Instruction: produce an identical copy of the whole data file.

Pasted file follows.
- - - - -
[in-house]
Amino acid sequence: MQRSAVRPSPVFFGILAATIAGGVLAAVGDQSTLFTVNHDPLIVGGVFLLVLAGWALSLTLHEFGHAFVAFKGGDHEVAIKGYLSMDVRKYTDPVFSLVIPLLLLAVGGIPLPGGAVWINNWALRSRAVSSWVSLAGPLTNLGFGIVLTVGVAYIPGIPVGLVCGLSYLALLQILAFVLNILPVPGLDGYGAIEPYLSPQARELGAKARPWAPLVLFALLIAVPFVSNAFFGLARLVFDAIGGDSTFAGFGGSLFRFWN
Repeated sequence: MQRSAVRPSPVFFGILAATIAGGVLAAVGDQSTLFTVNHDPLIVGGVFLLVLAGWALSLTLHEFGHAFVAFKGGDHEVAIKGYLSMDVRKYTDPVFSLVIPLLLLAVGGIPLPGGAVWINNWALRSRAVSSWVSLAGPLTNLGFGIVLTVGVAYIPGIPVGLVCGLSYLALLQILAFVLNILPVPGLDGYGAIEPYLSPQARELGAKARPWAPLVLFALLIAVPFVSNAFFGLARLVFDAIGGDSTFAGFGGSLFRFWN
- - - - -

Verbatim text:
[in-house]
Amino acid sequence: MQRSAVRPSPVFFGILAATIAGGVLAAVGDQSTLFTVNHDPLIVGGVFLLVLAGWALSLTLHEFGHAFVAFKGGDHEVAIKGYLSMDVRKYTDPVFSLVIPLLLLAVGGIPLPGGAVWINNWALRSRAVSSWVSLAGPLTNLGFGIVLTVGVAYIPGIPVGLVCGLSYLALLQILAFVLNILPVPGLDGYGAIEPYLSPQARELGAKARPWAPLVLFALLIAVPFVSNAFFGLARLVFDAIGGDSTFAGFGGSLFRFWN
Repeated sequence: MQRSAVRPSPVFFGILAATIAGGVLAAVGDQSTLFTVNHDPLIVGGVFLLVLAGWALSLTLHEFGHAFVAFKGGDHEVAIKGYLSMDVRKYTDPVFSLVIPLLLLAVGGIPLPGGAVWINNWALRSRAVSSWVSLAGPLTNLGFGIVLTVGVAYIPGIPVGLVCGLSYLALLQILAFVLNILPVPGLDGYGAIEPYLSPQARELGAKARPWAPLVLFALLIAVPFVSNAFFGLARLVFDAIGGDSTFAGFGGSLFRFWN